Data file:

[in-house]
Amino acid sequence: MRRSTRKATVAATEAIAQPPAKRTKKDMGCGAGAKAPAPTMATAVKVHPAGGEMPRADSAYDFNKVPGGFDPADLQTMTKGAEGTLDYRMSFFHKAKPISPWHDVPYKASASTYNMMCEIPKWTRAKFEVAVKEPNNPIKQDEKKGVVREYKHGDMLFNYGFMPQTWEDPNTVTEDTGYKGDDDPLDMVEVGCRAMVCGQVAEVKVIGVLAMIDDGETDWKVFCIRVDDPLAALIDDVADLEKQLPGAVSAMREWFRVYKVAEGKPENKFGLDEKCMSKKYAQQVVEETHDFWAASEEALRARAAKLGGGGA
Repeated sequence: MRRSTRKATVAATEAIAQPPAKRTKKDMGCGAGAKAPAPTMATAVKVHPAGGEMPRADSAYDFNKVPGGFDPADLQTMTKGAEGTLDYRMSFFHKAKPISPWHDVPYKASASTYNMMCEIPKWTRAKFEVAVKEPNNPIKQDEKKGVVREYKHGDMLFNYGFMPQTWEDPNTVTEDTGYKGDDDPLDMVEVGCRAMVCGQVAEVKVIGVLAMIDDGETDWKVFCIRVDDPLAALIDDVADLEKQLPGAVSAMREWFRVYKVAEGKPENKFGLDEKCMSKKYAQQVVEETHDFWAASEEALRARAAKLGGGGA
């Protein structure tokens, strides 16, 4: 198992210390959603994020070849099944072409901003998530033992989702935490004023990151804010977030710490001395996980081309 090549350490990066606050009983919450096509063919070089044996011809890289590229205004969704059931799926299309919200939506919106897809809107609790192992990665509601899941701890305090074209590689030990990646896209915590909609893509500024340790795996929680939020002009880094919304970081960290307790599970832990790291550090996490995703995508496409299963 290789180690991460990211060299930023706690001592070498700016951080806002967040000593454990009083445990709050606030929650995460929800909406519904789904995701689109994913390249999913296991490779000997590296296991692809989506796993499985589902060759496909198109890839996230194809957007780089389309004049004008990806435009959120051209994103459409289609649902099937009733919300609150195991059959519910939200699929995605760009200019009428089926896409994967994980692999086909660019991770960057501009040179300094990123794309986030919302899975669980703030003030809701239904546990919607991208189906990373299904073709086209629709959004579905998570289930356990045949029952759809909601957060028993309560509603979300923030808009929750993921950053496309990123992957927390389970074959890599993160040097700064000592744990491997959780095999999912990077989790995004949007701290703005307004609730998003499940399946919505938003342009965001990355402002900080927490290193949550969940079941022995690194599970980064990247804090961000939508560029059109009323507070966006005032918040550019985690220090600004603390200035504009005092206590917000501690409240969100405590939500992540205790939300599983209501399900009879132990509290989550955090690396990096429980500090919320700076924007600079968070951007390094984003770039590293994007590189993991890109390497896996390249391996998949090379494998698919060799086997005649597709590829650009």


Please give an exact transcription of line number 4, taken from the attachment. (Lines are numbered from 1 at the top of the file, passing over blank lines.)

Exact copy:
């Protein structure tokens, strides 16, 4: 198992210390959603994020070849099944072409901003998530033992989702935490004023990151804010977030710490001395996980081309 090549350490990066606050009983919450096509063919070089044996011809890289590229205004969704059931799926299309919200939506919106897809809107609790192992990665509601899941701890305090074209590689030990990646896209915590909609893509500024340790795996929680939020002009880094919304970081960290307790599970832990790291550090996490995703995508496409299963 290789180690991460990211060299930023706690001592070498700016951080806002967040000593454990009083445990709050606030929650995460929800909406519904789904995701689109994913390249999913296991490779000997590296296991692809989506796993499985589902060759496909198109890839996230194809957007780089389309004049004008990806435009959120051209994103459409289609649902099937009733919300609150195991059959519910939200699929995605760009200019009428089926896409994967994980692999086909660019991770960057501009040179300094990123794309986030919302899975669980703030003030809701239904546990919607991208189906990373299904073709086209629709959004579905998570289930356990045949029952759809909601957060028993309560509603979300923030808009929750993921950053496309990123992957927390389970074959890599993160040097700064000592744990491997959780095999999912990077989790995004949007701290703005307004609730998003499940399946919505938003342009965001990355402002900080927490290193949550969940079941022995690194599970980064990247804090961000939508560029059109009323507070966006005032918040550019985690220090600004603390200035504009005092206590917000501690409240969100405590939500992540205790939300599983209501399900009879132990509290989550955090690396990096429980500090919320700076924007600079968070951007390094984003770039590293994007590189993991890109390497896996390249391996998949090379494998698919060799086997005649597709590829650009």